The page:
I grew up in The United Methodist Church. My family taught me the importance of having a dedicated faith community and that a church is like a huge extended family. I fondly call many people at First United Methodist Church, Wausau, Wisconsin, my aunts and uncles, as they are the people who taught me the value of service to the community.
I was always bookish and shy growing up, meaning most people in my church recall me sitting in the corner of the parlor after service reading something. My parents had both attended college and attributed much of their success in life to having a good education, so it wasn’t really a question that I would attend college.
My decision to be an environmental engineer was especially influenced by my confirmation mentor, Sue, as she is extremely passionate about environmental conservation and having a lifestyle that is eco-conscious.
Unlike many other students at Marquette University in Milwaukee, I do not have financial support from my parents. I have had to work extremely hard to save the money necessary to afford an education. Because of the generous Gift of Hope Scholarship, supported by the United Methodist Student Day offering of The United Methodist Church, I can spend less time working and more time focusing on my studies, and I am grateful.
Marquette has prepared me for my future career by teaching me not only the technical skills needed to be an engineer, but also the skills needed to be a kind and ethical person in the professional world. Attending a school with a religious affiliation has meant that I have taken classes on a wide array of topics, from anthropology to theology, and that I am a well-rounded individual. I have learned to consider the ethics of projects along with the technical side of engineering.
My most memorable school experience so far has been Engineering Design Day. During the spring, all engineering students present projects that they have been working on throughout the year. I was in a group that presented a project on playground equipment that can be installed at schools in developing nations in order to generate electricity. It was wonderful to receive feedback from professors, professional engineers and other students about the pros and cons of our project.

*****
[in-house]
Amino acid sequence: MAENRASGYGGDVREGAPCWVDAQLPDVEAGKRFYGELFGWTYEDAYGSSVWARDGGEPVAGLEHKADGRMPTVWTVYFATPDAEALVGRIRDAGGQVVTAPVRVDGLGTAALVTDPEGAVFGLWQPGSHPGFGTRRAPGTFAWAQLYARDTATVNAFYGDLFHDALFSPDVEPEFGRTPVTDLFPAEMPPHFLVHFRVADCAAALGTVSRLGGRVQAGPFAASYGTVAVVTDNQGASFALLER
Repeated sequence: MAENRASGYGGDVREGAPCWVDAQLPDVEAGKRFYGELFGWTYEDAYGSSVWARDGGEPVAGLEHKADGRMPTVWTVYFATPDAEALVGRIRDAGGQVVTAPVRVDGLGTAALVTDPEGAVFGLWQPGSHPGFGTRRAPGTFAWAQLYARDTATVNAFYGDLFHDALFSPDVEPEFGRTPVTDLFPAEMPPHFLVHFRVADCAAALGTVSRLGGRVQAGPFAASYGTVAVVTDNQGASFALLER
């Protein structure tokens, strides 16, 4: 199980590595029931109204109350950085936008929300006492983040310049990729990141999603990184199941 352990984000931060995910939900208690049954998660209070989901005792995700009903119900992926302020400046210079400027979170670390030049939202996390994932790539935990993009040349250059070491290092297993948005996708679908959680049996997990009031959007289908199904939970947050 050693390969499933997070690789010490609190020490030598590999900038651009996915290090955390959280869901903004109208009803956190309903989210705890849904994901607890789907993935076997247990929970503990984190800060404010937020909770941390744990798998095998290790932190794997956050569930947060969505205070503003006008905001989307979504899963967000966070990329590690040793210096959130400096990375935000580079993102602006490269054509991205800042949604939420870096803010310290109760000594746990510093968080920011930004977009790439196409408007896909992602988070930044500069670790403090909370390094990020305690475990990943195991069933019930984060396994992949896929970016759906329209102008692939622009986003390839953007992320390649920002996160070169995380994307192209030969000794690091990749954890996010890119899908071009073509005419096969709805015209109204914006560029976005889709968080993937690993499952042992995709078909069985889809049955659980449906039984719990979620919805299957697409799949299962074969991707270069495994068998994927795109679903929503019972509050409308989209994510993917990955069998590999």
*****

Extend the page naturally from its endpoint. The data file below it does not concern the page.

At Marquette, I am involved in Engineers Without Borders. Our chapter is building and designing an elementary school for a community in Guatemala. I am involved with collecting and presenting weather data that will be used to construct a rainwater collection system for the site.
Making a difference at home is important to me, too. I am a member of the administrative council and the board of trustees at Summerfield United Methodist Church, Milwaukee. I do maintenance around the church’s 100-year-old building and take care of the church’s garden during the summer.
My church serves a meal each Saturday for 100 homeless individuals and provides them with clean clothes and showers. I have been cooking for the meal program and doing laundry for the past two years. I love the relationship I have with people who repeatedly attend the meal program.
My goals for the future are to design and build low-cost housing for homeless people and to help with the expansion of Summerfield’s outreach. I hope my experience as an engineer can help make a positive impact in the lives of people who cannot afford conventional housing in a big city where housing is costly.
Danielle Del Corte, Gift of Hope Scholar, Wisconsin
One of six churchwide Special Sundays with offerings of The United Methodist Church, United Methodist Student Day calls the church to support students as they prepare for life in uniting faith with knowledge. The special offering provides scholarships for qualified United Methodist applicants.